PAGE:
For by grace you have been saved through faith, and this is not your own doing; it is the gift of God— 9not the result of works, so that no one may boast. 10For we are what he has made us, created in Christ Jesus for good works, which God prepared beforehand to be our way of life. Ephesians 2:8-10 (NRSV)
I memorized Ephesians 2:8-9 as a child in one the numerous midweek church programs I attended. And I find it interesting that my memorization neglected verse 10. It continues an important thought and duty in the journey of Christian faith.
Faith and works. They cannot be separated from each other. If a person has faith, it is shown in their works. If they do works, there must be faith inside. The difference for those who express a Christian faith in the terminology of being saved is that the works did not make them righteousness before Jesus. I always thought verses 8 and 9 were an excuse to get out of works. and that’s why I think I never trully followed up on the context of the verse that continues “For we are what he has made us, created in Christ Jesus for good works, which God prepared beforehand to be our way of life.”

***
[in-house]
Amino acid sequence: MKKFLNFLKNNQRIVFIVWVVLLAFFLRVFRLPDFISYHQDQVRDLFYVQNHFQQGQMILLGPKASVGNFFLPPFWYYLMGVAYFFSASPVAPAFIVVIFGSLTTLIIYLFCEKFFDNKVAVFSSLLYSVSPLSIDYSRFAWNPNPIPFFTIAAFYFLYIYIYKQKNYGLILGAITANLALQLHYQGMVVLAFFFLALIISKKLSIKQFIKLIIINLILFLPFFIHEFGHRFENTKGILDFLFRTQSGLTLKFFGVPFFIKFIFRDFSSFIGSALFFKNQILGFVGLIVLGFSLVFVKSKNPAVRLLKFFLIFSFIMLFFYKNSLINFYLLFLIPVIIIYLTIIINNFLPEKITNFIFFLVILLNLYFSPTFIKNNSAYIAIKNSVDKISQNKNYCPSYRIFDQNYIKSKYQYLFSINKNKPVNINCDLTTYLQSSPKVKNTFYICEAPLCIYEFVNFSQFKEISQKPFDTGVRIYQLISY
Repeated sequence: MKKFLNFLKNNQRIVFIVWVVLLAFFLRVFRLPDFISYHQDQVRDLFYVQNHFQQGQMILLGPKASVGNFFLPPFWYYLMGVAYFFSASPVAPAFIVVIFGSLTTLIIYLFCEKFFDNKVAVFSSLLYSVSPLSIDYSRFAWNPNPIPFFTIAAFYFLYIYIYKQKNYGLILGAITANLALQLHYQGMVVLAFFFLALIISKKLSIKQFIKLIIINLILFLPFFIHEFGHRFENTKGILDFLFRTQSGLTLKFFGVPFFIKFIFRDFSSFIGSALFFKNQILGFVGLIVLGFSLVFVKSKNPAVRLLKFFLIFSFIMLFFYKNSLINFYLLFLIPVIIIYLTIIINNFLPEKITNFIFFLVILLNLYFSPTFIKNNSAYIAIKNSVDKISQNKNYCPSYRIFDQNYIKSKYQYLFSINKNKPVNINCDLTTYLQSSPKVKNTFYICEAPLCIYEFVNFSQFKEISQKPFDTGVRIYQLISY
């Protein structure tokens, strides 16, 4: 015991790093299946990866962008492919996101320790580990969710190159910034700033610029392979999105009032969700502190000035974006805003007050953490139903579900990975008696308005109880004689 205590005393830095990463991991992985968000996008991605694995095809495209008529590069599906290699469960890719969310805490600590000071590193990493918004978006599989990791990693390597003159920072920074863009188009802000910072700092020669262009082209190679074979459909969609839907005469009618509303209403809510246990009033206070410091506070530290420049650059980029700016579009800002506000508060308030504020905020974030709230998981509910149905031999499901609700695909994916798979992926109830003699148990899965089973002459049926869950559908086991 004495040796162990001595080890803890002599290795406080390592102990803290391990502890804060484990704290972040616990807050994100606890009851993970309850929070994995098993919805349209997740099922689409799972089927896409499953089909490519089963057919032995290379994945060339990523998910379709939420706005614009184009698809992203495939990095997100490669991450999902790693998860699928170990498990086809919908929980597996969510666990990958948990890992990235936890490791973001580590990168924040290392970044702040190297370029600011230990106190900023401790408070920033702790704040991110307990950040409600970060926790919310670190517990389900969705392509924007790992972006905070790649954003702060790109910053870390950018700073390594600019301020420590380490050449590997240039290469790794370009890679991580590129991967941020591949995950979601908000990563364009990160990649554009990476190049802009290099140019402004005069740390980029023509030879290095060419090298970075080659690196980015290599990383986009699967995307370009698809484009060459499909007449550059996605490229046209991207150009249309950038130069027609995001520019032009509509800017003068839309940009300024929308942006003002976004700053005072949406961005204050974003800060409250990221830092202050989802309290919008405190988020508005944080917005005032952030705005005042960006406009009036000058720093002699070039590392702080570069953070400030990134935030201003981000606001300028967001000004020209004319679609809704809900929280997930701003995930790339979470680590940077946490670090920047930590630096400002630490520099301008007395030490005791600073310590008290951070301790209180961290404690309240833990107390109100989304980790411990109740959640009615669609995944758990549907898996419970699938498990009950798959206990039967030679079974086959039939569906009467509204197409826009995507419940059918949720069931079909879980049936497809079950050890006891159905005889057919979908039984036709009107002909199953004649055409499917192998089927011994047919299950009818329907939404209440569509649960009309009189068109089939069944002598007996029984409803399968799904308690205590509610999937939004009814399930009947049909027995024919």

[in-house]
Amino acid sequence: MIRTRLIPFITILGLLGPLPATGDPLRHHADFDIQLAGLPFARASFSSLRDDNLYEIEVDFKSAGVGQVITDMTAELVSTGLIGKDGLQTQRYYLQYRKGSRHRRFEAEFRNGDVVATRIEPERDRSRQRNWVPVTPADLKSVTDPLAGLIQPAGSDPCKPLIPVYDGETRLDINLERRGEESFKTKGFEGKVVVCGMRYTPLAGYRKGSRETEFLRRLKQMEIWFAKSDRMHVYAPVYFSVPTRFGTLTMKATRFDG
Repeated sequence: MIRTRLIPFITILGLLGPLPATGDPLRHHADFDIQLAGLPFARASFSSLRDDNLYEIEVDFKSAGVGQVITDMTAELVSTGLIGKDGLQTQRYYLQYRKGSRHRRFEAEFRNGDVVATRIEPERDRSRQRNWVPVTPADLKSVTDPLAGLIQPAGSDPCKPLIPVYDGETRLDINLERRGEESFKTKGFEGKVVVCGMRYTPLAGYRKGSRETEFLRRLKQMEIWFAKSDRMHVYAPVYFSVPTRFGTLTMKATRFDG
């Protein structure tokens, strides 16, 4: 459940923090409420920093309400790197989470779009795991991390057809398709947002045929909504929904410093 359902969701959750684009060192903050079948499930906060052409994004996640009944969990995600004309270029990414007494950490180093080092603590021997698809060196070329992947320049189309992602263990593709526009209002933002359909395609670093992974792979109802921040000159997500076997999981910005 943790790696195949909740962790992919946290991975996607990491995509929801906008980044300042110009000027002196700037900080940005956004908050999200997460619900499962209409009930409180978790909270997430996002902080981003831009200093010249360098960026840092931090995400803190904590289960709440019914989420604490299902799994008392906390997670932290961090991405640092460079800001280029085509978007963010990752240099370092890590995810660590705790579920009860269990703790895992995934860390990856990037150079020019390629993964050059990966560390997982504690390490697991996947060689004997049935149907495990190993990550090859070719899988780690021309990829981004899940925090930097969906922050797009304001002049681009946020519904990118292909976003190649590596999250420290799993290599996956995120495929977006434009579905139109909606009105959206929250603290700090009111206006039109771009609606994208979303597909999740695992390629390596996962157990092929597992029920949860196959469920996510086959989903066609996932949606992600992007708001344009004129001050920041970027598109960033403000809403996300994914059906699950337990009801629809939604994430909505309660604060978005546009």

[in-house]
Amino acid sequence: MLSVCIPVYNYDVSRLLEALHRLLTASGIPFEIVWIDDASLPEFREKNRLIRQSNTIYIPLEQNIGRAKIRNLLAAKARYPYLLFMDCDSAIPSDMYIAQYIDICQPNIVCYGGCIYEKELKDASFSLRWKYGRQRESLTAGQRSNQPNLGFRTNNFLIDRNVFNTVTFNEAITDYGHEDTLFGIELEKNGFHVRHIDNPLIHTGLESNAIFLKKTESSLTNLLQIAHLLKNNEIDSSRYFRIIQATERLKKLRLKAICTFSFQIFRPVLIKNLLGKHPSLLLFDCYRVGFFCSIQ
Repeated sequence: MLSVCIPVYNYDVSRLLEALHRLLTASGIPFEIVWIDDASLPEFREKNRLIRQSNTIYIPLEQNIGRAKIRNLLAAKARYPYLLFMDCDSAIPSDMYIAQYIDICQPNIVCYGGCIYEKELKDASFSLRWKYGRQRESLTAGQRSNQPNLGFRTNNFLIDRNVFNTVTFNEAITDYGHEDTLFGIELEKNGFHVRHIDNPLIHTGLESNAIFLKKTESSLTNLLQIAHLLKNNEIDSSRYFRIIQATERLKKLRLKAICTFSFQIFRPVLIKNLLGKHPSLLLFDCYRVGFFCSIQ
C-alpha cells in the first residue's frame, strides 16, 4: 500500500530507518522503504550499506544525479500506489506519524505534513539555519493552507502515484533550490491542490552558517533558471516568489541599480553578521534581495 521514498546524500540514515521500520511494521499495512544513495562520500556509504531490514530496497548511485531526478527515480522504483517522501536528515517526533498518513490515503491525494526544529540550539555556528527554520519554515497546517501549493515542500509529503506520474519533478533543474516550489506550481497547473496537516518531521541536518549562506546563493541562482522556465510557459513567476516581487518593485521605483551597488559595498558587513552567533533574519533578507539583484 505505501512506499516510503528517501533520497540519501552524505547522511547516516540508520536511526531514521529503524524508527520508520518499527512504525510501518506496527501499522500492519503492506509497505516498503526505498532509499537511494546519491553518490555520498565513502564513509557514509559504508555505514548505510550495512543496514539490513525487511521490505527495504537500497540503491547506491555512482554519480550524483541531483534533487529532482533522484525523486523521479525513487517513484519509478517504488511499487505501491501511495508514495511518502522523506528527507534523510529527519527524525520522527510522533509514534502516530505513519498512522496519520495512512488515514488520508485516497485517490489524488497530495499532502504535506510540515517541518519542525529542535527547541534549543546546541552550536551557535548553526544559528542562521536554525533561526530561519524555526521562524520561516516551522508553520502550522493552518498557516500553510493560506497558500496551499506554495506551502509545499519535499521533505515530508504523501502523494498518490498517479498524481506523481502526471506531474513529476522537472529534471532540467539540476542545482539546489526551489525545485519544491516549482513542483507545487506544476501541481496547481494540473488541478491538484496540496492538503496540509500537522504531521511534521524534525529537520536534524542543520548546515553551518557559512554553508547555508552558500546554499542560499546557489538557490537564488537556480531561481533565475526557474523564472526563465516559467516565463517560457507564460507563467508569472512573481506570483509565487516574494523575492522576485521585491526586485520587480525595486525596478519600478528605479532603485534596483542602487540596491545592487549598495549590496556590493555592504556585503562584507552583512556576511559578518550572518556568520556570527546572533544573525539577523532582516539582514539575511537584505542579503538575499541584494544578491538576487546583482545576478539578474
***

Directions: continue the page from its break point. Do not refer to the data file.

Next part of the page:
I now see works informed by faith as God’s justice being enabled in the earth. and this may be the answer to the age-old question: why does God allow suffering to continue in this world? God doesn’t allow suffering to continue, but we do when we don’t live according to faith and what is to be our way of life. I think God is asking the question a different way: why do the faithful ignore the suffering? why aren’t they they working to lessen the suffering?
ephesians’ discussion on being saved by faith, not works in the end becomes very complimentary to James’ discussion on faith and works. we like to separate the two, when they cannot be separated. Faith and works are mutually exclusive. You cannot have one without the other.
Tell me a story of how faith led you to good works.